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. Guessing game continues: How large is China's defense budget?
BEIJING (AFP) Oct 21, 2005
While everyone knows China is a rising power, they can only guess at how strong its armed forces are, or how much it is spending to build its military might.

The issue of the size of China's defense budget reemerged this week as US Defense Secretary Donald Rumsfeld visited Beijing.

He used every opportunity to voice concern over his host nation's military expansion, which he said was sending "mixed signals" about China's intentions.

"Many countries ... have questions about the pace and the scope of China's military expansion," he said at the Central Party School, speaking to future leaders of the Asian giant.

Defense Minister Cao Guangchuan denied that China has understated its defense spending and insisted that raising the living standards of the country's poor made it "impossible to massively increase" military expenditure.

According to the official Chinese state budget, defense spending this year will rise by 12.6 percent to about 30 billion dollars, maintaining the double digit expenditure seen over much of the last 15 years.

But most analysts believe this is an understatement, as the budget does not include new arms purchases and weapons research and development.

The Pentagon has provided one of the more bold estimates of China's real spending on the military, saying in its annual report on China in July that it may be up to three times larger than officially admitted.

That would make the People's Liberation Army the best-funded in Asia and number three worldwide after the United States and Russia.

The Pentagon report detailed China's efforts to increase its ballistic missile strength and modernize its conventional forces with acquisitions abroad of everything from advanced fighter jets to computerized information systems.

Few foreign observers dispute that China is camouflaging some of its defense spending -- as do many other countries.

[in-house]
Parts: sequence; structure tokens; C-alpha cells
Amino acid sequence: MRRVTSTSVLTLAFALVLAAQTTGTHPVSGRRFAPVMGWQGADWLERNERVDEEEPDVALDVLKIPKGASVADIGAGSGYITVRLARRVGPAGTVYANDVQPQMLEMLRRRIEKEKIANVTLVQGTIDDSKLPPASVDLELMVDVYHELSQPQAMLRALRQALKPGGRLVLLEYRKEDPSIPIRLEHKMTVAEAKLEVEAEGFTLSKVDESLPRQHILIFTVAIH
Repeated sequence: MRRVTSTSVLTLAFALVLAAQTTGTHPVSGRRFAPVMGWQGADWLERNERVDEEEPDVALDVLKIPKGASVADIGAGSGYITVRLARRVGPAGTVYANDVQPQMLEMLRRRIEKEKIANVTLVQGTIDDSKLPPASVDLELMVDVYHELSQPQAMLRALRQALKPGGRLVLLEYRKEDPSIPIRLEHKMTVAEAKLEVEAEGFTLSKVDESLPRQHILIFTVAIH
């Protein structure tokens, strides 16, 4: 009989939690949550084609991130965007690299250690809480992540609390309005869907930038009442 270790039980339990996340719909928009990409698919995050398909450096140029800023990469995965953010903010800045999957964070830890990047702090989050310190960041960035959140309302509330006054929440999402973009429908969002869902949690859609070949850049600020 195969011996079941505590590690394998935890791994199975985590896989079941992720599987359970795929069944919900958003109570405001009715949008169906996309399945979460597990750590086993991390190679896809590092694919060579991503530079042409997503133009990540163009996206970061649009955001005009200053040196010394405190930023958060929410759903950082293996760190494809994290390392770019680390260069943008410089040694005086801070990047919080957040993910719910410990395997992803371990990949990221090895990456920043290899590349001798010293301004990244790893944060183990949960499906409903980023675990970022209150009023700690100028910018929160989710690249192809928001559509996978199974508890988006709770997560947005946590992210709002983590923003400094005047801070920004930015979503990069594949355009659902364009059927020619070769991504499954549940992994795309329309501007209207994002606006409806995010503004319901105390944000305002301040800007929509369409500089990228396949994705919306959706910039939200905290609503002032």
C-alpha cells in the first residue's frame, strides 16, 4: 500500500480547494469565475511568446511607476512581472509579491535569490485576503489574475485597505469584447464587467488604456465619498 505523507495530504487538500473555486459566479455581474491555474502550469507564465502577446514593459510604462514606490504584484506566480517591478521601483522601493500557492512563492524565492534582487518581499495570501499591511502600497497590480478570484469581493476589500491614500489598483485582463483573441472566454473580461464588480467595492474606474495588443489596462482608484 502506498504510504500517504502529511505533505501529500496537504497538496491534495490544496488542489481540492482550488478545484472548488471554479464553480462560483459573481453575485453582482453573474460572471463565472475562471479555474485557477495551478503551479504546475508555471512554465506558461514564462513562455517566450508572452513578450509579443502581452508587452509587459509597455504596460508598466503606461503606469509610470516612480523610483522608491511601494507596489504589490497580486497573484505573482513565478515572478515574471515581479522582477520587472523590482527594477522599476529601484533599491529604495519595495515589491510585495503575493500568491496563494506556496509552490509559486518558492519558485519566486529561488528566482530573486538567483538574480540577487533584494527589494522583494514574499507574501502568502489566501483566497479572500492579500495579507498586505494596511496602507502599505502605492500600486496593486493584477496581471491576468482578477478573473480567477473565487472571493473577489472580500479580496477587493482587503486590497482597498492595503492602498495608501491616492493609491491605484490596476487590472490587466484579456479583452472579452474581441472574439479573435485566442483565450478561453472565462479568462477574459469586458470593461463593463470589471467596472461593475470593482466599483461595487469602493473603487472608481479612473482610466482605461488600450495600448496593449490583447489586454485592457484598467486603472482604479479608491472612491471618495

"I really don't think this, on a practical level, is very significant, I don't think it's very unusual," said Paul Harris, an expert on China at Hong Kong's Lingnan University.

"Having said that, I do think it's in China's interest to be more transparent, because it has a mantra of rising peacefully to the benefit of everybody in the region, and if that's the case, then why hide things?"

China has repeatedly stressed any military buildup is for defensive purposes only, and foreign ministry spokesman Kong Quan insisted Thursday the United States had nothing to be concerned about.

"As we have already said many times, China's strengthening of its own defense ability is completely appropriate. There is nothing to be suspicious or worried about," he told a briefing.

Jon Sigurdson, a visiting research fellow at the East Asian Institute of the National University of Singapore, said China might not be disclosing important defense items out of a compulsion for secrecy.

"Maybe it's a question of how the budget is structured, rather than that they are trying to hide it," he said.

"Many of the national projects for microprocessors and other related technology have direct and very important significance for the military. But they're basically structured as civilian programs which in principle they are."

For instance, in the Japanese military budget many research and development items are not included, he said.

"You have a similar situation in many other countries. Not everything that's directly or indirectly related to the defense sector is actually included in the official figures," he said.

The United States itself is not including every conceivable military item in its defense budget, according to Harris.

"It's a little bit rich of Donald Rumsfeld to come and lecture the Chinese when the Americans do this kind of thing all the time, especially with regards to the intelligence budget," he said.

"It's only in recent years that we've been even given an overall figure for how much spending there is in the United States on intelligence, but we have no idea precisely where it goes."

All rights reserved. 2005 Agence France-Presse. Sections of the information displayed on this page (dispatches, photographs, logos) are protected by intellectual property rights owned by Agence France-Presse. As a consequence, you may not copy, reproduce, modify, transmit, publish, display or in any way commercially exploit any of the content of this section without the prior written consent of Agence France-Presse.

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